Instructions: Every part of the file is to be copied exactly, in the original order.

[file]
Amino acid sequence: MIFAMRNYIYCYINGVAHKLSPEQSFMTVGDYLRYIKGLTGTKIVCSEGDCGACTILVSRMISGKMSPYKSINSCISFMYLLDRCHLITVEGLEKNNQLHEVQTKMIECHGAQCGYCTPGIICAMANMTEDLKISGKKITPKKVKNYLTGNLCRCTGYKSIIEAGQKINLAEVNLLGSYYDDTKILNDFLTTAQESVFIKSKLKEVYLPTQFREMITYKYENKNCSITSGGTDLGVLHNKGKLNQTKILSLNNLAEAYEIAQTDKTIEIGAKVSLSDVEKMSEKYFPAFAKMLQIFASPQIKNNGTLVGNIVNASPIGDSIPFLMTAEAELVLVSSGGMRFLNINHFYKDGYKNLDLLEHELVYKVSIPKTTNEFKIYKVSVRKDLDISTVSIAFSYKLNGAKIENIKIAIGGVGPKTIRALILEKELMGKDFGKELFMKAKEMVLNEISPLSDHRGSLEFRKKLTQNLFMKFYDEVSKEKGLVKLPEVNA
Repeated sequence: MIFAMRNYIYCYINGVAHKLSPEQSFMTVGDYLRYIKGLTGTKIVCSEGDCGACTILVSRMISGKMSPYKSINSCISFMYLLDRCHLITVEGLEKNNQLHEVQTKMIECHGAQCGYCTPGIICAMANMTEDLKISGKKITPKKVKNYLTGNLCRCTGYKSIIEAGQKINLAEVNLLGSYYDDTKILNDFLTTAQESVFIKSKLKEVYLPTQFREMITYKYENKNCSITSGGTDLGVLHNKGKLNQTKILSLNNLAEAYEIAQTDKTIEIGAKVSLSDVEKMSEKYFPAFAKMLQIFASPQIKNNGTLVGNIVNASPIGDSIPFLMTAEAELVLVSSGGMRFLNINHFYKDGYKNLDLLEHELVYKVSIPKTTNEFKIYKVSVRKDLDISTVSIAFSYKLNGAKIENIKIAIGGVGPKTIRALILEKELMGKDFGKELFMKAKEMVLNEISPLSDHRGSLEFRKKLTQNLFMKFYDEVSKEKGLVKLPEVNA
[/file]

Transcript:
Amino acid sequence: MIFAMRNYIYCYINGVAHKLSPEQSFMTVGDYLRYIKGLTGTKIVCSEGDCGACTILVSRMISGKMSPYKSINSCISFMYLLDRCHLITVEGLEKNNQLHEVQTKMIECHGAQCGYCTPGIICAMANMTEDLKISGKKITPKKVKNYLTGNLCRCTGYKSIIEAGQKINLAEVNLLGSYYDDTKILNDFLTTAQESVFIKSKLKEVYLPTQFREMITYKYENKNCSITSGGTDLGVLHNKGKLNQTKILSLNNLAEAYEIAQTDKTIEIGAKVSLSDVEKMSEKYFPAFAKMLQIFASPQIKNNGTLVGNIVNASPIGDSIPFLMTAEAELVLVSSGGMRFLNINHFYKDGYKNLDLLEHELVYKVSIPKTTNEFKIYKVSVRKDLDISTVSIAFSYKLNGAKIENIKIAIGGVGPKTIRALILEKELMGKDFGKELFMKAKEMVLNEISPLSDHRGSLEFRKKLTQNLFMKFYDEVSKEKGLVKLPEVNA
Repeated sequence: MIFAMRNYIYCYINGVAHKLSPEQSFMTVGDYLRYIKGLTGTKIVCSEGDCGACTILVSRMISGKMSPYKSINSCISFMYLLDRCHLITVEGLEKNNQLHEVQTKMIECHGAQCGYCTPGIICAMANMTEDLKISGKKITPKKVKNYLTGNLCRCTGYKSIIEAGQKINLAEVNLLGSYYDDTKILNDFLTTAQESVFIKSKLKEVYLPTQFREMITYKYENKNCSITSGGTDLGVLHNKGKLNQTKILSLNNLAEAYEIAQTDKTIEIGAKVSLSDVEKMSEKYFPAFAKMLQIFASPQIKNNGTLVGNIVNASPIGDSIPFLMTAEAELVLVSSGGMRFLNINHFYKDGYKNLDLLEHELVYKVSIPKTTNEFKIYKVSVRKDLDISTVSIAFSYKLNGAKIENIKIAIGGVGPKTIRALILEKELMGKDFGKELFMKAKEMVLNEISPLSDHRGSLEFRKKLTQNLFMKFYDEVSKEKGLVKLPEVNA